I’ve already written this year about how the UK creative industry continues to grow in importance within the economy. Agencies are forming all the time and of course, the on-going digital revolution has given rise to a new industry/industries within the agency world.
However, I have a great concern about the advice that some agencies receive about developing new business and the partners (both individuals and companies) they are using to help the, build their agency.
There is a lot of bad press about “cold-calling” (really the agency world should stop calling it that!) and intermediaries, such as the AAR.
I recently read an article that said:
“Picking up the phone and cold calling may sometimes get you through to the right person at the right time when they are looking for an agency, if you’re lucky”. Of course on a “cold call” that would be lucky (although it does happen more often than you think), but once you have spoken to someone and ascertained their situation, goals, requirements and established a follow up process that everyone is comfortable with, then they are no longer a cold prospect. There is a relationship, human contact has been made and information has been gleaned. Can you say the same of emails, content or social marketing? Categorically no!
- Yes there are bad telephone sales people out there that sound like cold callers and they will be found out quickly
- Yes, marketing decision makers will say in any survey that they dislike the interruption of a call, but if done politely, professionally and the call is focused on providing potential help and guidance, then you may get a different answer
The problem faced by a lot of agencies is the plethora of often mixed messages surrounding new business. Actually it is simple.
– Identify the right profile of businesses your agency wants to work with, deselecting those that are unlikely to want to work with you
– Generate a quality lead and make sure you have the resource and process in place to nurture it effectively.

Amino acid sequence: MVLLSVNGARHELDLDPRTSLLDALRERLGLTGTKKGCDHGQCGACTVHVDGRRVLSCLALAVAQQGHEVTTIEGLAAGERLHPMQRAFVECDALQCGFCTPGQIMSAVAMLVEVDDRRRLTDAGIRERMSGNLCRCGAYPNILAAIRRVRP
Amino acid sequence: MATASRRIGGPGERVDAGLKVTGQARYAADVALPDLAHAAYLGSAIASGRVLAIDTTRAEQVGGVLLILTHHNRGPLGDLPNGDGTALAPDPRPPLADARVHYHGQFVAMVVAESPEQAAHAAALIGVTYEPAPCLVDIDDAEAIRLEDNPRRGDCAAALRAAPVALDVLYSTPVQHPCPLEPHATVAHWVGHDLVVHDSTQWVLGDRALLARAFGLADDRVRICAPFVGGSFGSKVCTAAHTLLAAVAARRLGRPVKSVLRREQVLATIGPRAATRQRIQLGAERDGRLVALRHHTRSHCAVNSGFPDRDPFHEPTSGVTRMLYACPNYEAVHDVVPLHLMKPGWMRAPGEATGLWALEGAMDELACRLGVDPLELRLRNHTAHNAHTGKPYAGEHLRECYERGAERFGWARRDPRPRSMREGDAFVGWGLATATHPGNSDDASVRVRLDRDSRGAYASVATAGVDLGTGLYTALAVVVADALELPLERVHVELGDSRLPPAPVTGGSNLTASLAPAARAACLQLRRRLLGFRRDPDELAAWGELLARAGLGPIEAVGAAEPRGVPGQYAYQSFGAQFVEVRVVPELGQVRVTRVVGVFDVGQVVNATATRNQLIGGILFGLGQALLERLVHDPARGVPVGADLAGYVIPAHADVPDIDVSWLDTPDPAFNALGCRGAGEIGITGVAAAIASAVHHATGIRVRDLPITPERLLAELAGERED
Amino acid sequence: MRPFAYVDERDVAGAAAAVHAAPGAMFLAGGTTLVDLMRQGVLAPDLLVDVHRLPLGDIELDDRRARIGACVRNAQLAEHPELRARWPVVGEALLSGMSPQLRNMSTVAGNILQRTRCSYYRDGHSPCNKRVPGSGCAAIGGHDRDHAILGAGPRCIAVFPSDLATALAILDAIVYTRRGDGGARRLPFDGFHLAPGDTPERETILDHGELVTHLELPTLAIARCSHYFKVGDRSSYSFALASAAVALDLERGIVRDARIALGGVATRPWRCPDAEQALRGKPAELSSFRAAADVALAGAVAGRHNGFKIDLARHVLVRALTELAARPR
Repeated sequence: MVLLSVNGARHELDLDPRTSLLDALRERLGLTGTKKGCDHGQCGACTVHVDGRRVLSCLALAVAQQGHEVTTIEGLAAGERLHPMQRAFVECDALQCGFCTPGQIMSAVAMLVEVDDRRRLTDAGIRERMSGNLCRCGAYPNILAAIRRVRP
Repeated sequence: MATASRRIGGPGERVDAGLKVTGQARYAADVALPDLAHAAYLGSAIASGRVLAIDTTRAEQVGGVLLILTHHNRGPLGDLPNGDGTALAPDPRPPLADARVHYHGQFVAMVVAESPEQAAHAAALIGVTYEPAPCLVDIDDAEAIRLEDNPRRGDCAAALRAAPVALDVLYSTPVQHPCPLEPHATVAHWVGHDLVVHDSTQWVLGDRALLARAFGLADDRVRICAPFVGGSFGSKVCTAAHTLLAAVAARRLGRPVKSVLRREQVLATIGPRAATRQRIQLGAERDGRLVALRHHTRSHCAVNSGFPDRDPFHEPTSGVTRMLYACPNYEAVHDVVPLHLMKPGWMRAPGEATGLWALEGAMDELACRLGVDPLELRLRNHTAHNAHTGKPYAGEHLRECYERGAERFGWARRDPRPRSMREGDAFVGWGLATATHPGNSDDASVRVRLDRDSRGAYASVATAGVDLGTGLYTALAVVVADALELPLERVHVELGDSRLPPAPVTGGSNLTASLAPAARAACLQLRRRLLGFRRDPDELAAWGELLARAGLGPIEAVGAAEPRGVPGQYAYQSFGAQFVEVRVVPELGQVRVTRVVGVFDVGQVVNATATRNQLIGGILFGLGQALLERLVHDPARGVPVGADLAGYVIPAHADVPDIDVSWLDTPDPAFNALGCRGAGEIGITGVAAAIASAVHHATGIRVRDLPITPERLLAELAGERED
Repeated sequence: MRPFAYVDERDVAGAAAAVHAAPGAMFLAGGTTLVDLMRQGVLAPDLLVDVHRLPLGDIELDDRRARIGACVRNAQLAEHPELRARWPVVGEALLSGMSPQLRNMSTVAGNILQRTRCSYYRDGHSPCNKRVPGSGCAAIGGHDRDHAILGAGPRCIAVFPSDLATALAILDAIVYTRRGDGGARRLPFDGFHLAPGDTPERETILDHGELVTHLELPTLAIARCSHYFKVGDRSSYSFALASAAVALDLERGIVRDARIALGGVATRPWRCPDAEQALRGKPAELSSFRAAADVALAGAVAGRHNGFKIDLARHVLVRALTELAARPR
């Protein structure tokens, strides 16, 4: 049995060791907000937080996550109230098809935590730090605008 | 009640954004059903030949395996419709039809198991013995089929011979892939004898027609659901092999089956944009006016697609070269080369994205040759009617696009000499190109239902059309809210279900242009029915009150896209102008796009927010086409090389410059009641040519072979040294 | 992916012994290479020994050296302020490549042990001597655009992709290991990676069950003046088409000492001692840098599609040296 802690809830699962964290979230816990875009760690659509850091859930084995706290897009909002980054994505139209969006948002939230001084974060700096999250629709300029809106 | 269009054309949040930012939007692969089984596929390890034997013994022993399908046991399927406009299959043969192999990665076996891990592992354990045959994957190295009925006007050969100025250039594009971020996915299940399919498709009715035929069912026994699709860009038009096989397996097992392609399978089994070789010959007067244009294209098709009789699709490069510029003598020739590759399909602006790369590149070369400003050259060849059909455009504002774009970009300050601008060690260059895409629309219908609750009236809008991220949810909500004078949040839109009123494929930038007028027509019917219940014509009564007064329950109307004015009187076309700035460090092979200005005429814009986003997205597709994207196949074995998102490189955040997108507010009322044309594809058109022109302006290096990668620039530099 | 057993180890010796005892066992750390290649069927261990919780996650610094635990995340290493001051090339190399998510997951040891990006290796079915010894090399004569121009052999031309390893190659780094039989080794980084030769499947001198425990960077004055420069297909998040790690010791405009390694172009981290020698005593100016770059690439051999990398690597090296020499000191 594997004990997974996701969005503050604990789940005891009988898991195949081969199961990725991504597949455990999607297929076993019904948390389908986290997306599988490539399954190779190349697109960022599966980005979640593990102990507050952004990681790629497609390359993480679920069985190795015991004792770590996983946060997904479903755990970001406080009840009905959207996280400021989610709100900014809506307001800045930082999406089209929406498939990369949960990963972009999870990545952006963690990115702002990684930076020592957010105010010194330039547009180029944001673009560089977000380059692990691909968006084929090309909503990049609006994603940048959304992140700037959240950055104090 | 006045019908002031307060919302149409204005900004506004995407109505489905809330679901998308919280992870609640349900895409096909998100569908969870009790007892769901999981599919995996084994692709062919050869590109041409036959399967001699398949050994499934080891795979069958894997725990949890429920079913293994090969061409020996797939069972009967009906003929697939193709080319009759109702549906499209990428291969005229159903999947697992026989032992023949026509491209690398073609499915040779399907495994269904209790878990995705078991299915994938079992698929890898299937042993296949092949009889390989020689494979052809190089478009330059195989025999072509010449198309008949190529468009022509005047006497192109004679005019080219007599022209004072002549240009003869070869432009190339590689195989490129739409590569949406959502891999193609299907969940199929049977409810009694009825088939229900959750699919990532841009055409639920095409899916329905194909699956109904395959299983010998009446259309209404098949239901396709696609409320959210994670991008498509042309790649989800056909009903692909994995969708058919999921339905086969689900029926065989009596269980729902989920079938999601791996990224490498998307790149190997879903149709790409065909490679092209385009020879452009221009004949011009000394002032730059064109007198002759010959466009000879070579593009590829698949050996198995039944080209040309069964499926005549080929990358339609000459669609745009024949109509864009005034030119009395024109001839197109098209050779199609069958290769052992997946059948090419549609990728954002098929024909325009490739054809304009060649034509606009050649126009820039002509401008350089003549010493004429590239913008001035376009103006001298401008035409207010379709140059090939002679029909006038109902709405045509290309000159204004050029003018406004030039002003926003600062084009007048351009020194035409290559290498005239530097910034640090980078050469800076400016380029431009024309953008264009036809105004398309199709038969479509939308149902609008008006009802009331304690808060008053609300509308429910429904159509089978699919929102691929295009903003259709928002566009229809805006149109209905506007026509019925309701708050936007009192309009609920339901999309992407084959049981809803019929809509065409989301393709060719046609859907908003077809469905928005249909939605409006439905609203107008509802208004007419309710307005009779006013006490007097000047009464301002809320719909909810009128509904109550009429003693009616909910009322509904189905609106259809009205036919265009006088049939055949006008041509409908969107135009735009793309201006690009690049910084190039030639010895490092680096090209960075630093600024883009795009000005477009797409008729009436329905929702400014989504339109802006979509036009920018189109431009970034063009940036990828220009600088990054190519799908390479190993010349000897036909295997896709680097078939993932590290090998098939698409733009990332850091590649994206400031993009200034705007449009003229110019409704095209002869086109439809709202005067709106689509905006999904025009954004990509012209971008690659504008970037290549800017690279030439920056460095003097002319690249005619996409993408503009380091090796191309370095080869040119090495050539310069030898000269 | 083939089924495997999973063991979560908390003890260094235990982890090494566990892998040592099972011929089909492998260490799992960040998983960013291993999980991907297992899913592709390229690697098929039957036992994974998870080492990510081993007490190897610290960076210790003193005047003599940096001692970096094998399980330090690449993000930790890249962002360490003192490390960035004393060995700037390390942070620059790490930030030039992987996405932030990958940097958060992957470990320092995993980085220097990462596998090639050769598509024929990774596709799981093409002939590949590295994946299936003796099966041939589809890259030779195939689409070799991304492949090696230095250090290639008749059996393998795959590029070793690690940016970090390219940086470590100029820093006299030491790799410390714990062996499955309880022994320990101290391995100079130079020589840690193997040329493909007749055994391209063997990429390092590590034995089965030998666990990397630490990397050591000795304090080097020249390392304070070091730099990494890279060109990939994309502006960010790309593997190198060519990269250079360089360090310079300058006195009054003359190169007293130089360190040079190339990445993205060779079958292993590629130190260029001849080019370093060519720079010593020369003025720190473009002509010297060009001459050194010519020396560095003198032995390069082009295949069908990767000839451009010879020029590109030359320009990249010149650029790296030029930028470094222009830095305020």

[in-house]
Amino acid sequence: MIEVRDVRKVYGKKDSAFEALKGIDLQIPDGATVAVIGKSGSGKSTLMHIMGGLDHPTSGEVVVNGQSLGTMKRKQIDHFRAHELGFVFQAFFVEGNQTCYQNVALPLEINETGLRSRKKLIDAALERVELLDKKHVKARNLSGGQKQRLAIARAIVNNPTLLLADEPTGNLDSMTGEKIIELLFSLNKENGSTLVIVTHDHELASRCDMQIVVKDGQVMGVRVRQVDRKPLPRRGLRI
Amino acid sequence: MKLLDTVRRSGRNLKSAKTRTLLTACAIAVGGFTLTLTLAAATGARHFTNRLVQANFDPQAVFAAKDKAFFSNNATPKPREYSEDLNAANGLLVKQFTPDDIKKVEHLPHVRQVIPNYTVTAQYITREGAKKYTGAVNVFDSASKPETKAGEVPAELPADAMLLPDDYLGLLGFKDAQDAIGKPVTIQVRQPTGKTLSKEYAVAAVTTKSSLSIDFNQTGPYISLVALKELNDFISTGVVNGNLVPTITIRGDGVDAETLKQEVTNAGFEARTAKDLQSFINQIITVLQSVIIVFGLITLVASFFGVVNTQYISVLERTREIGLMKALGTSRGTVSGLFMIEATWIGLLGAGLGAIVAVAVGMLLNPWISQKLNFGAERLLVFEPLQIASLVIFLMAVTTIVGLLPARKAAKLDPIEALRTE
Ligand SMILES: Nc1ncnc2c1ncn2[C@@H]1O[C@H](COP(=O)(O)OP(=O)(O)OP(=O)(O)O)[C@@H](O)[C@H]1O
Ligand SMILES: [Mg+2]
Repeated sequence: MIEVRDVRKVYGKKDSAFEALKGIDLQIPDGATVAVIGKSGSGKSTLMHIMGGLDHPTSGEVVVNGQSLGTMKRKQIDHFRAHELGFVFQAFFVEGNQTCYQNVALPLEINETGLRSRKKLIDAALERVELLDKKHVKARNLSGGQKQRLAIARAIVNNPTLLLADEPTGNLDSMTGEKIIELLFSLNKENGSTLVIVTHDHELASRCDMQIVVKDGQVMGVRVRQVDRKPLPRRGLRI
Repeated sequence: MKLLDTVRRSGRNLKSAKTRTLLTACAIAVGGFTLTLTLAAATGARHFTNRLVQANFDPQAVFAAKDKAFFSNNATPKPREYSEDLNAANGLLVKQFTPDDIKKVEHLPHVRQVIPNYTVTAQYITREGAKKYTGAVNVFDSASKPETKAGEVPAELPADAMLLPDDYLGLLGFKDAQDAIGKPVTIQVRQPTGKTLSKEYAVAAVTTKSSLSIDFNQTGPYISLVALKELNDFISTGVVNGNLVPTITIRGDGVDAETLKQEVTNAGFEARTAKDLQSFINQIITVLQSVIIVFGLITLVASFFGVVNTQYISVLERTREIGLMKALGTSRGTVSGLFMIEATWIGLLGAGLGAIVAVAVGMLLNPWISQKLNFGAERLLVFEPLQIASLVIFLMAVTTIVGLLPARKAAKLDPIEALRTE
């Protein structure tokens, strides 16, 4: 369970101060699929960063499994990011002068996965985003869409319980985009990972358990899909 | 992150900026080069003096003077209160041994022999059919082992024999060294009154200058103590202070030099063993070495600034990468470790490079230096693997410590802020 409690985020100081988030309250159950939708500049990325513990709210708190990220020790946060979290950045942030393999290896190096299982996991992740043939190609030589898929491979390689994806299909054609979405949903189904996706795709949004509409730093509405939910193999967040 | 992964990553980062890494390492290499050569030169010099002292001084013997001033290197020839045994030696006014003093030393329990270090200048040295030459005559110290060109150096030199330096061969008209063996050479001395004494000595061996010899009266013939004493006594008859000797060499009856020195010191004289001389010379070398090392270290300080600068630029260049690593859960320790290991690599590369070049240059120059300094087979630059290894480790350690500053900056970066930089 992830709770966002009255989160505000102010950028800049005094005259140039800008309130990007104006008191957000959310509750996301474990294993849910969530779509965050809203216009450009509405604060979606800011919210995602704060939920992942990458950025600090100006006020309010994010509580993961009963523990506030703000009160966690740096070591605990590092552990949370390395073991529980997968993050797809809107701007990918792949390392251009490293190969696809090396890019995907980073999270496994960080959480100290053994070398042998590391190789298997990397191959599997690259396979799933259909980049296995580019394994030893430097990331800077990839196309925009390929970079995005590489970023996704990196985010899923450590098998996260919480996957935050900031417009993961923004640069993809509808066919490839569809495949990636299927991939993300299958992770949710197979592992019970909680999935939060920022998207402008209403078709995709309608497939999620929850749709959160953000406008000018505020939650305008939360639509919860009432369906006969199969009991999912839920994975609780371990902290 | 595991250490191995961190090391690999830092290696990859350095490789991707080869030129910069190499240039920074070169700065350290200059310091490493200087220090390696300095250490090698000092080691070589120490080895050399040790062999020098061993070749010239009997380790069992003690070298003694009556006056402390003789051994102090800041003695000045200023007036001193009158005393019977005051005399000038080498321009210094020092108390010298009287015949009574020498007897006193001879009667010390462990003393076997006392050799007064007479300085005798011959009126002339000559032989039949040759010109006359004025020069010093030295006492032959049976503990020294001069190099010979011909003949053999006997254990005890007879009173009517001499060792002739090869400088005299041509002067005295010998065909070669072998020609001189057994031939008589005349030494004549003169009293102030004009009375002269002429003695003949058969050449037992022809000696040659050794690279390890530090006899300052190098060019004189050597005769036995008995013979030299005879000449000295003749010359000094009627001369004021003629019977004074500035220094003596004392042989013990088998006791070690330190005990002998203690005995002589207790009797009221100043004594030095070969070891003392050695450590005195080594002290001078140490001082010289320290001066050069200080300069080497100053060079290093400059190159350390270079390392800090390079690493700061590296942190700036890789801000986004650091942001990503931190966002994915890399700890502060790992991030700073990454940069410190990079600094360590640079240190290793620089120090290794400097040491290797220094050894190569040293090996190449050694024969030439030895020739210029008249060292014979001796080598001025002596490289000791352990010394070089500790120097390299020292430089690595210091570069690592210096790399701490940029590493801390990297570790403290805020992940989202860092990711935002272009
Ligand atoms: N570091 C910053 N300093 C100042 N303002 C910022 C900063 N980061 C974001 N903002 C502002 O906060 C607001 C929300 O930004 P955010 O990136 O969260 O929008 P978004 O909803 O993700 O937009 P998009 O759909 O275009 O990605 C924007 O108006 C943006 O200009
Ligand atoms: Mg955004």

– Understand quickly which prospects you have engaged with that could and would use you and focus on them.
Unfortunately, there are many badly qualified consultants out there offering poor and sometimes detrimental advice to agencies. Often, they are quick to dismiss telemarketing as part of the mix, but why? We hear with concerning frequency of individuals, agencies or consultants coming into businesses, talking very eloquently and compellingly, but delivering absolutely nothing. Ultimately the agency parts company with them after an expensive experience and more importantly any new business has been stalled. For example, we recently heard of a “strategic” consultant, who came in, dismissed cold calling, and in 3 months delivered “absolutely nothing and told me nothing I did not already know”
As controversial as it is, my guess and in fact my understanding from our clients is these consultants have set up a lifestyle business and doing anything but actually working hard. They’ll work “at home” or “off-site”. They have no real vested interest in your business. Often their CVs will be chequered with jobs for a few months here and there and that is always a warning sign.
To a degree this is good for companies like Alchemis as we deliver quantifiable results. We have expectations and KPIs. We don’t always get it 100% right, but we bust a gut to deliver and most of the time we do. It is through hard work, dedication and a skill that most people don’t have and as a result are quick to dismiss. We are experts at having intelligent conversations with marketing decision makers and that is not something that most people are good at or want to do. It is often easier to talk “strategy” than actually action anything.
We are not suggesting that phone calls are the be all and end all. Content, social, email etc. all have merit and should be used, but if you genuinely think that your agency will stand out amongst the noise without proactive prospecting, then you may as well pack up and go home as it won’t.
In this world you need to make things happen. You could wait for 3-4 months for a consultant to come in, critique a proposition, give you some basic activities to undertake and deliver that in a lovely presentation, which tells you what you already knew, or you could go out there and find some clients.
The better news is that there are some fantastic consultants out there and many work for agencies we work with. They are forward thinking, understand the sales process and see the whole picture. Where their strength really lies is in generating a culture of new business within an agency. They can play to people’s skills and organise a new business team to make all parts of the machine work smoothly.
If you feel you need help to develop sales leads and appointments into conversions, please talk to us as we have a number of sales consultants we would recommend.